Steelhead struggling home in record low numbers – Seattle Times

Global warming effecting salmon. So many variables outside our control.

Salmon and steelhead are in hot water — a problem scientists warn is going to get worse because of climate change. Steelhead returning this year to the Columbia and Snake rivers migrated out of the river during horrendous conditions in 2015, which included record low flows and high water temperatures. Those steelhead also were at sea during the so-called “blob” — a mass of warm water that began forming off the West Coast in 2013 and wreaked havoc in the ocean, including depressed food supplies for marine animals of all sorts. Now those steelhead are migrating back through reservoirs where water temperatures at some Columbia and Lower Snake River dams, thanks to a record Northwest heat wave, have been stuck this summer above 70 degrees for days on end — potentially lethal for salmon and steelhead. Lynda Mapes reports. (Seattle Times)

http://www.seattletimes.com/seattle-news/steelhead-struggling-home-in-record-low-numbers/

An excellent overview of the state of the salmon in Puget Sound

Chris Dunagan is one of the best reporters in the Pacific NW covering the Salish Sea. Here’s a great overview of the state of the salmon.

Are we making progress on salmon recovery?

In recent decades, hundreds of millions of dollars have been spent to restore habitat for Puget Sound salmon. In this article, we look at how scientists are gauging their progress. Are environmental conditions improving or getting worse? The answer may depend on where you look and who you ask. Chris Dunagan reports. (Salish Sea Currents)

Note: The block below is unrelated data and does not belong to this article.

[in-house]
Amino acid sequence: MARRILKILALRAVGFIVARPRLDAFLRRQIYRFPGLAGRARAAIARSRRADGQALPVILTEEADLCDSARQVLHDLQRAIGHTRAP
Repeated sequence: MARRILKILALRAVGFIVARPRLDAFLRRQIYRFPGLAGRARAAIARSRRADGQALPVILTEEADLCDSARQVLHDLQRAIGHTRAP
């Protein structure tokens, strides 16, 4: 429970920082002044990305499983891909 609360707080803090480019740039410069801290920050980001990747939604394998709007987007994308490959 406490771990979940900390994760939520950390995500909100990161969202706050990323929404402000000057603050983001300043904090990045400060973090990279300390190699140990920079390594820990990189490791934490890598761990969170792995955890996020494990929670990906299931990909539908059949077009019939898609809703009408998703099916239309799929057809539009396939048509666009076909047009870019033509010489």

https://www.eopugetsound.org/magazine/is/salmon-recovery

Northwest farmers urge Trump administration to sidestep salmon protection rules – AP

Ah yes, some of the folks in Eastern Washington and Idaho, people who’s livelihood was created by the tax payer funded dam projects that irrigated the dry eastern side of our state are back wanting the Feds to kill off the remaining runs of salmon for their short term benefits. These people, who have continued to complain for decades about the intrusion of the very government that created the dams and their farms, now wants it’s help again. This time to overrule the laws that protect our remaining runs of salmon. One of the big supporters of these folks has been Rush Limbaugh, among other radical right wing folks. You can bet your bottom dollar that if this committee ever comes to fruition, there will be not a single environmental representative on it.

A group that represents farmers is calling the costs of saving imperiled salmon in the largest river system in the Pacific Northwest unsustainable and is turning to the Trump administration to sidestep endangered species laws. The Columbia-Snake River Irrigators Association wants the government to convene a Cabinet-level committee with the power to allow exemptions to the Endangered Species Act. Known as the “God squad” because its decisions can lead to extinctions of threatened wildlife, it has only gathered three times — the last 25 years ago during a controversy over spotted owl habitat in the Northwest. Keith Ridler reports. (Associated Press)

http://www.seattletimes.com/business/trump-administration-urged-to-avoid-salmon-protection-rules/

Some salmon forecasts like Puget Sound coho show an upswing from last year – Seattle Times

A small bit of good news.

State Fish and Wildlife unveiled salmon forecasts to a packed house in Olympia on Tuesday, and as usual there are some highlights mixed in with lowlights as the first steps are taken in this lengthy process of setting fishing seasons. The good news is a Puget Sound forecast of 559,045 coho (267,745 wild and 291,301 hatchery) is a drastic increase from last year’s dismal forecast of 255,403 (87,359 and 168,585) that led to one of the most contentious disagreements between state and tribal fishery managers on how to carve out fisheries. Mark Yuasa reports. (Seattle Times)